Wednesday, October 20, 2010


Immunity from Vulgarity

Nicolás Gómez Dávila (1913-1994), Escolios a un Texto Implícito: Selección (Bogotá: Villegas Editores, 2001), p. 334 (tr. by Stephen at Don Colacho's Aphorisms):
The classical languages have educational value because they are safe from the vulgarity with which modern life corrupts the languages that are in use.

Las lenguas clásicas tienen valor educativo porque están a salvo de la vulgaridad con que la vida moderna corrompe las lenguas en uso.
Marc Antoine Muret (1526-1585), Orationes, vol. 2, no. 22, included in A. Springhetti, Selecta Latinitatis Scripta (saec. xv-xx) (Rome, 1951):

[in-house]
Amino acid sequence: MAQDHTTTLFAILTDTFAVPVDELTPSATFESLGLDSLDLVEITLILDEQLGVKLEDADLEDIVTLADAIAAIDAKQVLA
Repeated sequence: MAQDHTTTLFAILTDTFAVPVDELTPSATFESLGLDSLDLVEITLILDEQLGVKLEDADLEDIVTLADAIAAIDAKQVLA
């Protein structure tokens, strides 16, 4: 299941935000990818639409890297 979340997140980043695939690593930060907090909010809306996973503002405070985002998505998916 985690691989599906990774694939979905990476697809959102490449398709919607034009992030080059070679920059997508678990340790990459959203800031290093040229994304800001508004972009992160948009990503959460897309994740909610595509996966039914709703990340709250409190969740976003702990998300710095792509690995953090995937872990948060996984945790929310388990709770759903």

Therefore those languages that depend on the whim of the ignorant multitude die each day, and are born each day. But those languages that the usage of learned men has rescued from the slavery of the crowd not only are alive, but have in a certain way achieved immortality and immutability.

Illae igitur linguae quotidie moriuntur, quotidie nascuntur, quae pendent ex libidine imperitae multitudinis: quas autem ex populi servitute eruditorum usus vindicavit, illae non vivunt tantum, sed immortalitatem quodammodo et immutabilitatem adeptae sunt.

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